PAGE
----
[FRC Blog] Quiet Rooms at FIRST Robotics Competition Events


Blog post can be found here:

In recent years, several FIRST Robotics Competition events have been experimenting with ‘Quiet Rooms.’ These are rooms in less-trafficked areas of venues set aside as quiet spaces for participants to de-stress and take a break from the general business of the event. They typically have chairs, tables, and resources for quiet activities such as coloring and crossword puzzles. Our friends at The Compass Alliance, as part of their Hear for You campaign, have developed resources for events to use in putting quiet rooms in place. These are being shared with FRC event leadership. If you would like to, you can take a look here.
FIRST is not requiring Quiet Rooms at events. While the feedback we’ve received on Quiet Rooms where implemented has been very positive, we recognize that not all events may have the space or other resources required. However, we are asking all events to consider the option of implementing Quiet Rooms.
It’s also important to recognize that Quiet Rooms are not intended to take the place of professional counseling or emergency services. Any event attendee experiencing a crisis or emergency should contact emergency services on-site or phone the appropriate service.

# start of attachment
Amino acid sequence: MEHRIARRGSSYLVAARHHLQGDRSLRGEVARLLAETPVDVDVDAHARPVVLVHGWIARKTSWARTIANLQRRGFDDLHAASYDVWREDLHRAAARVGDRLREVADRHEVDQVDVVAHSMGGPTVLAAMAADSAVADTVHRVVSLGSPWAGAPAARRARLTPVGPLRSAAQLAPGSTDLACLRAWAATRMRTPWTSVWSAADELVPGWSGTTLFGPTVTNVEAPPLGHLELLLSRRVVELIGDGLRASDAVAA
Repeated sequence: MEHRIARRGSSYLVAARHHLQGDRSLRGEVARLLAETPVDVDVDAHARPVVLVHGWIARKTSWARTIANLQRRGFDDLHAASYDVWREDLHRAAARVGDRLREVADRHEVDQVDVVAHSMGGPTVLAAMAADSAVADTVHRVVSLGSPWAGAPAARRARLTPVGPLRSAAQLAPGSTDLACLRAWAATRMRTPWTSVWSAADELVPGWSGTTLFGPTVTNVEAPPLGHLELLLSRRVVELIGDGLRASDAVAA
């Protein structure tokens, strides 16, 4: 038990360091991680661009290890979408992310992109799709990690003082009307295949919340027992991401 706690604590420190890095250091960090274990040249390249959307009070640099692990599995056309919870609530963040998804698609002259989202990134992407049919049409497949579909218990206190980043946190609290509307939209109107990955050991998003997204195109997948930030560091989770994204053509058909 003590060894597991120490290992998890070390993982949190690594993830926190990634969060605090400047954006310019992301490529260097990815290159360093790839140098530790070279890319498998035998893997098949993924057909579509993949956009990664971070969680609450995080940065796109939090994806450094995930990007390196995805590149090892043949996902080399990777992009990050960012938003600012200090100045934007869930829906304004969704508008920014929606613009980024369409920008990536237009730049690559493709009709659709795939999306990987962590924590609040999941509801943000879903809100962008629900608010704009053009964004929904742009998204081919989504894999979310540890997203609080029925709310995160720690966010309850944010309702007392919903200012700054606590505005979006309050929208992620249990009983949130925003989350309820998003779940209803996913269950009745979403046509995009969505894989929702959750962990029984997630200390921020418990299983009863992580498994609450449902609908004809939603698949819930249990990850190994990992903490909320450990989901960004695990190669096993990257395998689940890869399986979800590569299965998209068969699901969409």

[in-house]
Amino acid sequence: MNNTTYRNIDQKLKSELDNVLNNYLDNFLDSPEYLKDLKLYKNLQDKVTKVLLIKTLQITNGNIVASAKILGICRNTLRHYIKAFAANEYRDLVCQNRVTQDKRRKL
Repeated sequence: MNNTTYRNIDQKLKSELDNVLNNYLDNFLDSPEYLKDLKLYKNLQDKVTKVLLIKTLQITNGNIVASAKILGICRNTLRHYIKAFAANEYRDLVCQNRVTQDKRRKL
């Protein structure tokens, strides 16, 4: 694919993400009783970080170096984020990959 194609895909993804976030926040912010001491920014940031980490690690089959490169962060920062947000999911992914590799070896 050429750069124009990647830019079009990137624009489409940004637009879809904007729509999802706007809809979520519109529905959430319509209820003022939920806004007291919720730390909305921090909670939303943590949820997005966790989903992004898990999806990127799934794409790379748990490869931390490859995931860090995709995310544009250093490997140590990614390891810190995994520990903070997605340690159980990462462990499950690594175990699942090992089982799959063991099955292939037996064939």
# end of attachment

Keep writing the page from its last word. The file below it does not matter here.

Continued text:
We believe this is a step forward in our ability to provide positive experiences for event attendees, and want to give a big thanks to The Compass Alliance for all their work in making this happen!


Absolutely love this idea, as a past teammember mom of someone with Autism and current coach with two members on our team with sensory issues this should be amazing ! Everyone deserves a chance to be a part of FRC, however competition is a sensory overload for all let alone sensory sensitive tram mates.


How about they lower the volume of the main event? My ears are always ringing after two days in the arena, and some of that time is with earplugs.